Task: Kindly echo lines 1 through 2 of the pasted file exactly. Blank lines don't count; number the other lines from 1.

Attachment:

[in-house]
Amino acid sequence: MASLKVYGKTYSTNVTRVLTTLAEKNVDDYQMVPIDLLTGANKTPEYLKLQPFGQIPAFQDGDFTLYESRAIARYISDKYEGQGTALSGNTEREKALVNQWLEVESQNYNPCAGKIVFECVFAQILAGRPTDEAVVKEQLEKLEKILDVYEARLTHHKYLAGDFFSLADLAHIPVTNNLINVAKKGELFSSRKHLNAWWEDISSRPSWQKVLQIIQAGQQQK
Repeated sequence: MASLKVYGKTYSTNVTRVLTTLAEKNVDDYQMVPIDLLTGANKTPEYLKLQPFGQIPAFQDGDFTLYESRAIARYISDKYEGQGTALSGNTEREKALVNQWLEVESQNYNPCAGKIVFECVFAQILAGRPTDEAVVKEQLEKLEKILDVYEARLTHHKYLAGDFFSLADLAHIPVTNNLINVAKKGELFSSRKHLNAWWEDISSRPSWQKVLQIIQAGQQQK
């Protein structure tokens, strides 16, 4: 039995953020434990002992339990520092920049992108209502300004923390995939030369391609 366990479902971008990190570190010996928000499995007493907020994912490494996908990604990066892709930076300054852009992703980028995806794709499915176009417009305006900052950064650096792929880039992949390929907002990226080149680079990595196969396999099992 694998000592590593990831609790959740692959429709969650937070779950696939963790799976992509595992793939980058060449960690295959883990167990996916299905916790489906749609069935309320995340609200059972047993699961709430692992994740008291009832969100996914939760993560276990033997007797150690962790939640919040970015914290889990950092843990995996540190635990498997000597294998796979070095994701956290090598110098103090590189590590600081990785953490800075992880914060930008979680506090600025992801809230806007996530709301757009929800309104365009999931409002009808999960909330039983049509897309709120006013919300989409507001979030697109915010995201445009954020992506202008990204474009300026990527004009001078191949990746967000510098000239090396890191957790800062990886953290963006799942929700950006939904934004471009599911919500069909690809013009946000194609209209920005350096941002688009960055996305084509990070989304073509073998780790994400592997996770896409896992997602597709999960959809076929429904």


[in-house]
Amino acid sequence: MASLKVYGKTYSTNVTRVLTTLAEKNVDDYQMVPIDLLTGANKTPEYLKLQPFGQIPAFQDGDFTLYESRAIARYISDKYEGQGTALSGNTEREKALVNQWLEVESQNYNPCAGKIVFECVFAQILAGRPTDEAVVKEQLEKLEKILDVYEARLTHHKYLAGDFFSLADLAHIPVTNNLINVAKKGELFSSRKHLNAWWEDISSRPSWQKVLQIIQAGQQQK